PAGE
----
Sarah sparkles with the diamonds!
Twenty-four year old Sarah Klau, originally from Adelaide, started playing netball at the age of eight.She began her professional career with the Adelaide Thunderbirds before taking up a spot with the NSW Swifts. This month she will be playing with the Australian Diamonds at the Netball World Cup in the UK!
“Being selected for the Netball World Cup is my greatest sporting achievement,” Sarah told As1kids. “The World Cup is one of the highest and largest events for netball, and it’s the first time I will be representing Australia.”
At 190cm she’s a perfect fit for the position of goalkeeper. And recently being diagnosed with type 1 diabetes won’t stop her from achieving her goals.
We caught up with Sarah just before she few out to the UK, to ask her a few questions.
WHAT POSITION DO YOU PLAY?
I was always quite tall when I was young, so they put me as Goal Keeper or Goal Defence and I have stayed there ever since!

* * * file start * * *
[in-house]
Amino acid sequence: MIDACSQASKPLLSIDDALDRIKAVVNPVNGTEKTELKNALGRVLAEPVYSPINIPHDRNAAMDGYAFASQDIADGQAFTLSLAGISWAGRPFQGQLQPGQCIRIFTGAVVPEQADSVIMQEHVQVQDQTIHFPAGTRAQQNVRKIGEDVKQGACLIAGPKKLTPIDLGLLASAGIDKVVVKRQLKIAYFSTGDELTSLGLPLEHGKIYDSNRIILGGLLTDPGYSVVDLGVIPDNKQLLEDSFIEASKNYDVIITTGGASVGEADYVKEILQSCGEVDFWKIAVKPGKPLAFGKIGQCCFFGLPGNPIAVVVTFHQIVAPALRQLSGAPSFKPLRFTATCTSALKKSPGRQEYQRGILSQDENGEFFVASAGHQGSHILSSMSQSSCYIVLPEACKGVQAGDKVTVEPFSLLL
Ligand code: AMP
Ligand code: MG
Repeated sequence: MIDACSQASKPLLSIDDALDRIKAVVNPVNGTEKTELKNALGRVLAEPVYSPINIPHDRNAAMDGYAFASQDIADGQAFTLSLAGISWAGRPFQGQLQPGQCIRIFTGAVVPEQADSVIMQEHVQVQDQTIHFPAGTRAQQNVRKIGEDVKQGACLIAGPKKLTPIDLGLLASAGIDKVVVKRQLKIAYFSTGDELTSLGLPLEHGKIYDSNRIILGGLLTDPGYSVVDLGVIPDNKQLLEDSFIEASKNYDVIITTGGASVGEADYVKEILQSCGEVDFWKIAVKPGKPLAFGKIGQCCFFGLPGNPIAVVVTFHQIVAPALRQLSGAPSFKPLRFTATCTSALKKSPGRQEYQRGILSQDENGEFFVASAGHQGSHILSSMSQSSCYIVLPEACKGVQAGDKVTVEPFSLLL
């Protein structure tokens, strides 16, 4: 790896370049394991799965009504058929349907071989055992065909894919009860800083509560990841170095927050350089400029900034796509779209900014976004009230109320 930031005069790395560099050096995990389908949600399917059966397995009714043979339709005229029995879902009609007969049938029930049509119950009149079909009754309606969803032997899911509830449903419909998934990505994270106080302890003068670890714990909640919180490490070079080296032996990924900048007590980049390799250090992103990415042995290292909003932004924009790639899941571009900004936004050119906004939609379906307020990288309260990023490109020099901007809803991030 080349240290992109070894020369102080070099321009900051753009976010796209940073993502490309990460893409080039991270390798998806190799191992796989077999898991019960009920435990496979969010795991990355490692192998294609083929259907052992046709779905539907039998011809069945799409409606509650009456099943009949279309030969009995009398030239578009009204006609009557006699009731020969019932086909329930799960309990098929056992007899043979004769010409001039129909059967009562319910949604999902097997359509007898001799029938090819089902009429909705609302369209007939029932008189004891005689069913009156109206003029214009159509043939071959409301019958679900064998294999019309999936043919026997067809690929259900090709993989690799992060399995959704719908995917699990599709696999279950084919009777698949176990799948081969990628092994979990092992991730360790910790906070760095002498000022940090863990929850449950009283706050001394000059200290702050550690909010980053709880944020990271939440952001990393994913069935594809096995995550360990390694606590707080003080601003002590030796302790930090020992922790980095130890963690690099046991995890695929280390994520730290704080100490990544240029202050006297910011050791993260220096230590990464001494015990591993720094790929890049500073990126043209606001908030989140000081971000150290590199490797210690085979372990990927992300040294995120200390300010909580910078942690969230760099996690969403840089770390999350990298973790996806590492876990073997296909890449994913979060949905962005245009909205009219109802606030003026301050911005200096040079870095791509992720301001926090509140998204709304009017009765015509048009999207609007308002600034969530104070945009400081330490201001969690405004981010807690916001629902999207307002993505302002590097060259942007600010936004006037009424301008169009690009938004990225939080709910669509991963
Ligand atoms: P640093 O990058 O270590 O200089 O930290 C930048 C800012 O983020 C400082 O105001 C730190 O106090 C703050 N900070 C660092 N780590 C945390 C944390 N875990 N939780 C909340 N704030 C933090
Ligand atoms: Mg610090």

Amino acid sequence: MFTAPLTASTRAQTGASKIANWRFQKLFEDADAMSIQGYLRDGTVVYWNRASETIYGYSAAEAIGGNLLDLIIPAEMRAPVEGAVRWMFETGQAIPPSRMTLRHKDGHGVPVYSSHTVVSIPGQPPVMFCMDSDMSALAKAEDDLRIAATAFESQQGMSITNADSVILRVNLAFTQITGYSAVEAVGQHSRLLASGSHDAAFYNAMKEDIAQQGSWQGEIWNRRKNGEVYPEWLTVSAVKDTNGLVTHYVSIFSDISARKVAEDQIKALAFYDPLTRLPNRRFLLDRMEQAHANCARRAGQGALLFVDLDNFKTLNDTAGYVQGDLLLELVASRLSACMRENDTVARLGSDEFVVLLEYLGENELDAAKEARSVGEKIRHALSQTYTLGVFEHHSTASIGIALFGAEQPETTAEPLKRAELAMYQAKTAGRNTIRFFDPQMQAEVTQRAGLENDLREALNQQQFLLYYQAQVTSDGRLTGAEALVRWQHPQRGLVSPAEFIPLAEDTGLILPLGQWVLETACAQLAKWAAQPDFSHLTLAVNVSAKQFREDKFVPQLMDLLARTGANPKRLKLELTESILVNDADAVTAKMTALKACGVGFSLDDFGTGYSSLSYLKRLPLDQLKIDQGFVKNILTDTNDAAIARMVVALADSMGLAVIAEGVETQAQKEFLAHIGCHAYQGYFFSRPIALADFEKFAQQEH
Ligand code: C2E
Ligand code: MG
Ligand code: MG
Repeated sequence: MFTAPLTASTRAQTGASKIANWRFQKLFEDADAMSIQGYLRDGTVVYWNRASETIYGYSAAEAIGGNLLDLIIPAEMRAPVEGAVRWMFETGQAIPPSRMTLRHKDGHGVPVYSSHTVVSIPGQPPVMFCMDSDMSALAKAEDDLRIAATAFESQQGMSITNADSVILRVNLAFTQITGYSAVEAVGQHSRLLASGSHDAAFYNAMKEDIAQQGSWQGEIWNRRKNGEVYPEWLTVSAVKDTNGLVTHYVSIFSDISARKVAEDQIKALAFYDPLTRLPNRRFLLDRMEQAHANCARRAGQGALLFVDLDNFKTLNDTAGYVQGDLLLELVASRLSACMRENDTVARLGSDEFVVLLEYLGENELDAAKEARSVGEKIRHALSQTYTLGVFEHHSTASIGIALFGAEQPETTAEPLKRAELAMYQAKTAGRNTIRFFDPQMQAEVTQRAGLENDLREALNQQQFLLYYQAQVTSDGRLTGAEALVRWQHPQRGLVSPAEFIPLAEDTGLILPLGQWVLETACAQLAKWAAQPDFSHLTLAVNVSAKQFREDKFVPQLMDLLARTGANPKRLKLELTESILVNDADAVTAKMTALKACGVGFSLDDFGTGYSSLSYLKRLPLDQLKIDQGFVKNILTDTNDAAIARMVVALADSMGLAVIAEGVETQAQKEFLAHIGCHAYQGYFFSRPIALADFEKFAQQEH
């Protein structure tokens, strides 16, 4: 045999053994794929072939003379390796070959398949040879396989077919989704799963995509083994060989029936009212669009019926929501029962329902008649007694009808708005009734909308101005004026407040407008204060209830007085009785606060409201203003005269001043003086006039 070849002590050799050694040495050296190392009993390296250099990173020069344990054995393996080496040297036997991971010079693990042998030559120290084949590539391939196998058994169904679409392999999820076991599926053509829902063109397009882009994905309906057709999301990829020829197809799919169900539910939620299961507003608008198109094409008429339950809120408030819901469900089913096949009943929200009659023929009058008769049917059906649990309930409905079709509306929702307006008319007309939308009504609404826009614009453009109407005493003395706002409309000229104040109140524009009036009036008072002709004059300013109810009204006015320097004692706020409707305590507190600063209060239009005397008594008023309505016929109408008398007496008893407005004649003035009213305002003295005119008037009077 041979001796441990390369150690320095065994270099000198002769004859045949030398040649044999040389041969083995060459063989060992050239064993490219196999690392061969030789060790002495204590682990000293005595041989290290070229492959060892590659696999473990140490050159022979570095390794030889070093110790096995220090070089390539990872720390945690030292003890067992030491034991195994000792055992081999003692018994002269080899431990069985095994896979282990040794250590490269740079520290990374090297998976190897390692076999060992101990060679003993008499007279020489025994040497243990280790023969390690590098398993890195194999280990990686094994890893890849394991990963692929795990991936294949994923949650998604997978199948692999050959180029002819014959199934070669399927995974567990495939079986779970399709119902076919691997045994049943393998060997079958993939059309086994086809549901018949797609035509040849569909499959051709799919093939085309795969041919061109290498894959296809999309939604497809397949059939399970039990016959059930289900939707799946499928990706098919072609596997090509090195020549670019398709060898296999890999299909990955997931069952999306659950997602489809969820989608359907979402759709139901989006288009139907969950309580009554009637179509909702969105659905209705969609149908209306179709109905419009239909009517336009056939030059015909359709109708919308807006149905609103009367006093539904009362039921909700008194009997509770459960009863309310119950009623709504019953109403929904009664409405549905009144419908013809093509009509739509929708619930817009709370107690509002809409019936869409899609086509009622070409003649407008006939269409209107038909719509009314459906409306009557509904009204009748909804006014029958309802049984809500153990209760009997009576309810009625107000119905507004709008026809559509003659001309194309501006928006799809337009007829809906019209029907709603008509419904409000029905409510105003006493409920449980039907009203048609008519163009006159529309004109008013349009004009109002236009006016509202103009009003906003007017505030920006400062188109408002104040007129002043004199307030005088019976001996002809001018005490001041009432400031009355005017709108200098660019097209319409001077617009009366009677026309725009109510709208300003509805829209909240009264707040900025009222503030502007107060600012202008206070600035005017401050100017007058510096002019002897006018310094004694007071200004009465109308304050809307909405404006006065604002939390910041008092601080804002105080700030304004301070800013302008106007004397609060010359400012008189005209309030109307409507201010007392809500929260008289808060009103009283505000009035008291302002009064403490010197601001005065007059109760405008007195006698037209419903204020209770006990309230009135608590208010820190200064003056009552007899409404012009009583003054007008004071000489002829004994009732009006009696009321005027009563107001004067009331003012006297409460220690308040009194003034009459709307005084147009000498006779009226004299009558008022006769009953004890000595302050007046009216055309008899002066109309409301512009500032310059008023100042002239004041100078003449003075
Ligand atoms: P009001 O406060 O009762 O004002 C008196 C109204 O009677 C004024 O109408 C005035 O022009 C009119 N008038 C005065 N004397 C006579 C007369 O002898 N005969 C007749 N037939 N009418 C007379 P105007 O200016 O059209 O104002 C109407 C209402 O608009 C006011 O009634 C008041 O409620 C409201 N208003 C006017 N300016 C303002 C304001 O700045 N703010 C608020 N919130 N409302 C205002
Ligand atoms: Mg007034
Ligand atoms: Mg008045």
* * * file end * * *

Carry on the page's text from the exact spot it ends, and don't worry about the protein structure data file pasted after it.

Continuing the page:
HOW TALL ARE YOU?
I’m 190cm tall (very tall!)
DO YOU PLAY ANY OTHER SPORTS?
When I was younger I played lots of other sports including basketball, volleyball, athletics and also callisthenics.
WHAT’S YOUR GREATEST SPORTING ACHIEVEMENT?
My greatest sporting achievement was being selected in this year’s Netball World Cup which will be held in Liverpool. The World Cup is one of the highest and largest events for netball, and it’s the first time I will be representing Australia.
Fast 5 with Sarah
1. What’s your go to hypo treatment?
Usually jellybeans, but at netball training they often have lollies and apricot squares on standby, which I sometimes resort to. I’m always open to change!
2. Do you use needles or a pump?
Being newly diagnosed (February), I’m still learning how to use the needles, which has been working for me. The pump is something I might use later on when I’m not so heavily involved in sport. I don’t feel particularly comfortable being attached to something just yet, but I will look into it down the track.
3. What’s the hardest part about having diabetes?
Having to constantly think about what my levels are, and carb counting, is quite mentally draining. I’m getting more confident but sometimes stress, hormones and exercise impact my levels despite the same routine. This can be confusing and frustrating.
4. How do you feel when you have a hypo?
Jittery, shaky, and lightheaded.
5. What’s your number one wish?
To show others that it’s possible to do the things you enjoy most, despite having diabetes. And to travel the world and live a long and happy life!